It was an ingenious idea… put aside. Its controversy was the main cause of this decision. But no longer. Xenotransplantation is back. A kidney from a pig was transplanted into the leg of a woman declared brain dead. The organ appears to have functioned for 54 hours.
This xenotransplantation was carried out in the United States (the Greek xenosmeaning strange, foreign). These are organ transplants between different species. For example, between pigs and humans. They were proposed more than 30 years ago. It was hoped to make up for the lack of organs required by people on waiting lists.
They do not replace organs from living donors or clinically dead patients. They just provide extra survival time. It is not at all straightforward. The recipient animal’s immune system usually rejects the intruder. The immune system must be tricked. How? By genetically modifying the donor animal’s cells. By making them human-like, the body will believe that these cells are its own.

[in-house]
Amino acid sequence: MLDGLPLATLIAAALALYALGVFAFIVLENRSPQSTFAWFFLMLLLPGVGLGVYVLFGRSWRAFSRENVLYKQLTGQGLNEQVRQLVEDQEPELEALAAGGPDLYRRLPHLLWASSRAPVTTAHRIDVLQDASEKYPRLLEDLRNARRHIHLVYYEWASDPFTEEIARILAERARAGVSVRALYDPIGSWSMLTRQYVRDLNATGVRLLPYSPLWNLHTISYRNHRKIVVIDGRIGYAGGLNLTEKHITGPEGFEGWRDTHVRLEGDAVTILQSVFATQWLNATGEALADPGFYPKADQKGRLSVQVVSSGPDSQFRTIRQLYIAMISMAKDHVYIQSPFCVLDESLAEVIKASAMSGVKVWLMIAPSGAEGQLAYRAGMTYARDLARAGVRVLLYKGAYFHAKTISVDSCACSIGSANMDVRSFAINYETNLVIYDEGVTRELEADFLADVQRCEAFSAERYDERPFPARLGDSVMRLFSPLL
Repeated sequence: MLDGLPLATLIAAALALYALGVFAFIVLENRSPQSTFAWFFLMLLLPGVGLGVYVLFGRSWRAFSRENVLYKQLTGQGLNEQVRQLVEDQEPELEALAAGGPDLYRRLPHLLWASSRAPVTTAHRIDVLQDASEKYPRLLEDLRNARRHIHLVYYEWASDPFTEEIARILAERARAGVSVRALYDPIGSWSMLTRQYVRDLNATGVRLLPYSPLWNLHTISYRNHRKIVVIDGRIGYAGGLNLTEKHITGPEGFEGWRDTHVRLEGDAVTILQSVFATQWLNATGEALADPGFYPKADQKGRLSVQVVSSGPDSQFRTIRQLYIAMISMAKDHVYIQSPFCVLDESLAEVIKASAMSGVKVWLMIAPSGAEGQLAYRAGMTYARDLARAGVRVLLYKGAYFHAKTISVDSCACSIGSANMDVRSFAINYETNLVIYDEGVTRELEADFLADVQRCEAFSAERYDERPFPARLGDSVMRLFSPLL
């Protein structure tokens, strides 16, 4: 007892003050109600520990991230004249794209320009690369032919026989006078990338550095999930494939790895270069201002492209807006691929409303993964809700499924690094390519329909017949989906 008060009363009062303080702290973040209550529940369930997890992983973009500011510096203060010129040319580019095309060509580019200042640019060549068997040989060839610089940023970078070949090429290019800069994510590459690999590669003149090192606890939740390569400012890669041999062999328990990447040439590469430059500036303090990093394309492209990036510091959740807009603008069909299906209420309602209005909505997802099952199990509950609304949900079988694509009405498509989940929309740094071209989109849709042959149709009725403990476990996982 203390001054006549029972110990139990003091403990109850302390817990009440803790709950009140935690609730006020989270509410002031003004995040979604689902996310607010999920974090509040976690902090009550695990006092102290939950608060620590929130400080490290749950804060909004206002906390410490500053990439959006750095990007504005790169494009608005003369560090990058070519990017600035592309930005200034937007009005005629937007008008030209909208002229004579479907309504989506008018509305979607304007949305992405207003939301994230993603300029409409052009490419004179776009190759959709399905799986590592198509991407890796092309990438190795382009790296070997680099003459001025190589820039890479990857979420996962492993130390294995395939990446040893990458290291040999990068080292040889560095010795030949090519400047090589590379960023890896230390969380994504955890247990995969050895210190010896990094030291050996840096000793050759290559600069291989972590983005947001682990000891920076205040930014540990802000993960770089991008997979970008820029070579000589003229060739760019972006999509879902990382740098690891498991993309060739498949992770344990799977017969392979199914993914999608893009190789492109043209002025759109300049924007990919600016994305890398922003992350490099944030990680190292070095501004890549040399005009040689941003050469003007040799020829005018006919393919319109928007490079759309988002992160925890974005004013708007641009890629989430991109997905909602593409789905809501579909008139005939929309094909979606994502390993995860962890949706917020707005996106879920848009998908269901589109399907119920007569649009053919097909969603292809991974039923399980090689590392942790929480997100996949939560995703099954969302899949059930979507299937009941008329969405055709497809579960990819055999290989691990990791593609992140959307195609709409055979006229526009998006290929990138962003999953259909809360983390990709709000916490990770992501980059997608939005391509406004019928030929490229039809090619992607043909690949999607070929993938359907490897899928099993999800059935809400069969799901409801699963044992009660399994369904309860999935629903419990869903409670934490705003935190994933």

There are even pigs created with genetic modifications for the purpose of xenotransplantation. Preclinical experiments of transplanting pigs into baboons have been done successfully. They endured more than 6 months with kidneys. And in a few cases, up to almost 3 years with hearts.
Pig in the leg
In this case, we chose to place the kidney in the leg. Why? To have better direct access and to monitor the process in more detail. We had 54 hours with no apparent rejection of the transplanted organ. The life-support system that kept the patient alive was then disconnected.
This is an experiment with a possible ethical controversy. Consent was obtained from her relatives. It could be interpreted as a donation of the body to science. And it brings us closer to the future reality of xenotransplantation.
The National Transplant Organization indicate that in Spain there were 1,777 donors in 2020. Spain is the second country in transplants performed per million people, very close to the United States. But it is still insufficient.
However, the organs available are still totally insufficient.
In 2017 there were more than 87,000 people waiting for a transplant in Europe. But there were only 10,500 annual donors available. That is why, perhaps, xenotransplantation is back. However, they will never cease to be controversial.